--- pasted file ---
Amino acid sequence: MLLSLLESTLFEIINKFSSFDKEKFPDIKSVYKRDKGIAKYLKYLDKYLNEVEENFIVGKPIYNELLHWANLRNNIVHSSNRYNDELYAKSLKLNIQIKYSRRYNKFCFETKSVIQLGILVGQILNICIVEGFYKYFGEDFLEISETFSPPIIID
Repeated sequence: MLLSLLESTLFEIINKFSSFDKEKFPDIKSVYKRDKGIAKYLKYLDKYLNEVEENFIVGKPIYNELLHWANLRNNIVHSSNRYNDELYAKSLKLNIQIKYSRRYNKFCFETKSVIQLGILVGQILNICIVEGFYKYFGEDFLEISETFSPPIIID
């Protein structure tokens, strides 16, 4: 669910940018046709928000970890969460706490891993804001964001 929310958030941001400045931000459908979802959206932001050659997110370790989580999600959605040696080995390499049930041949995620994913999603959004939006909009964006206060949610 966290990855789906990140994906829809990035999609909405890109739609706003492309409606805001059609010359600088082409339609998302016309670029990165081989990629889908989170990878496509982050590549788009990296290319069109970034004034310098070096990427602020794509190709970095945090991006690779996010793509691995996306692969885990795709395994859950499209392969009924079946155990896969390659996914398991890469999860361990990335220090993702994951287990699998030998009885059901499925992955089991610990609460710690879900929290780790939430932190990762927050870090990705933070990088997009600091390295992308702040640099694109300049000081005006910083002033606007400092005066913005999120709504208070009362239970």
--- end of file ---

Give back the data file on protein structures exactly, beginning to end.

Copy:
Amino acid sequence: MLLSLLESTLFEIINKFSSFDKEKFPDIKSVYKRDKGIAKYLKYLDKYLNEVEENFIVGKPIYNELLHWANLRNNIVHSSNRYNDELYAKSLKLNIQIKYSRRYNKFCFETKSVIQLGILVGQILNICIVEGFYKYFGEDFLEISETFSPPIIID
Repeated sequence: MLLSLLESTLFEIINKFSSFDKEKFPDIKSVYKRDKGIAKYLKYLDKYLNEVEENFIVGKPIYNELLHWANLRNNIVHSSNRYNDELYAKSLKLNIQIKYSRRYNKFCFETKSVIQLGILVGQILNICIVEGFYKYFGEDFLEISETFSPPIIID
């Protein structure tokens, strides 16, 4: 669910940018046709928000970890969460706490891993804001964001 929310958030941001400045931000459908979802959206932001050659997110370790989580999600959605040696080995390499049930041949995620994913999603959004939006909009964006206060949610 966290990855789906990140994906829809990035999609909405890109739609706003492309409606805001059609010359600088082409339609998302016309670029990165081989990629889908989170990878496509982050590549788009990296290319069109970034004034310098070096990427602020794509190709970095945090991006690779996010793509691995996306692969885990795709395994859950499209392969009924079946155990896969390659996914398991890469999860361990990335220090993702994951287990699998030998009885059901499925992955089991610990609460710690879900929290780790939430932190990762927050870090990705933070990088997009600091390295992308702040640099694109300049000081005006910083002033606007400092005066913005999120709504208070009362239970």